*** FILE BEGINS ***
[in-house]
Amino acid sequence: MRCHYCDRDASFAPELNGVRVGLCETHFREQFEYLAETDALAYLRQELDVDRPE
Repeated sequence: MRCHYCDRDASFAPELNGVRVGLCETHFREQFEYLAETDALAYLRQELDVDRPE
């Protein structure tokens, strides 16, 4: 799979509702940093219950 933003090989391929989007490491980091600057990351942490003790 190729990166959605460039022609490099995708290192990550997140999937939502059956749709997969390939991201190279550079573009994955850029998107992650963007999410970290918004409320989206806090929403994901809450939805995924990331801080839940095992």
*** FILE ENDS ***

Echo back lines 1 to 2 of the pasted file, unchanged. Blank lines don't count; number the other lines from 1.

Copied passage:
[in-house]
Amino acid sequence: MRCHYCDRDASFAPELNGVRVGLCETHFREQFEYLAETDALAYLRQELDVDRPE